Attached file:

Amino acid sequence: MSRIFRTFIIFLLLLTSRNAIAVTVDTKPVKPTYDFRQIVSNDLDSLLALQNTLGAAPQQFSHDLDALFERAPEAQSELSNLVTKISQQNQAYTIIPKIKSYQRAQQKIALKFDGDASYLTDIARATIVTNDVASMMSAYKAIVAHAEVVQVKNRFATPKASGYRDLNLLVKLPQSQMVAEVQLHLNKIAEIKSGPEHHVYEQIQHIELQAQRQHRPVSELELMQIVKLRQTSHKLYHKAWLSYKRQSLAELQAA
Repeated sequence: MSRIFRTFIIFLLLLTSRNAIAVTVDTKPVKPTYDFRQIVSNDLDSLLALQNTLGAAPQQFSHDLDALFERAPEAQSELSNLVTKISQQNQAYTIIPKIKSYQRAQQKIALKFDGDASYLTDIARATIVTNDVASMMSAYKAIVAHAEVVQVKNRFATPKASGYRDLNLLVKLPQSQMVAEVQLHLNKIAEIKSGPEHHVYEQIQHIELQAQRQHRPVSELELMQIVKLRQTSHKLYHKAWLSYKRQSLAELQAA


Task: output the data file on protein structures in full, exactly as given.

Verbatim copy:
Amino acid sequence: MSRIFRTFIIFLLLLTSRNAIAVTVDTKPVKPTYDFRQIVSNDLDSLLALQNTLGAAPQQFSHDLDALFERAPEAQSELSNLVTKISQQNQAYTIIPKIKSYQRAQQKIALKFDGDASYLTDIARATIVTNDVASMMSAYKAIVAHAEVVQVKNRFATPKASGYRDLNLLVKLPQSQMVAEVQLHLNKIAEIKSGPEHHVYEQIQHIELQAQRQHRPVSELELMQIVKLRQTSHKLYHKAWLSYKRQSLAELQAA
Repeated sequence: MSRIFRTFIIFLLLLTSRNAIAVTVDTKPVKPTYDFRQIVSNDLDSLLALQNTLGAAPQQFSHDLDALFERAPEAQSELSNLVTKISQQNQAYTIIPKIKSYQRAQQKIALKFDGDASYLTDIARATIVTNDVASMMSAYKAIVAHAEVVQVKNRFATPKASGYRDLNLLVKLPQSQMVAEVQLHLNKIAEIKSGPEHHVYEQIQHIELQAQRQHRPVSELELMQIVKLRQTSHKLYHKAWLSYKRQSLAELQAA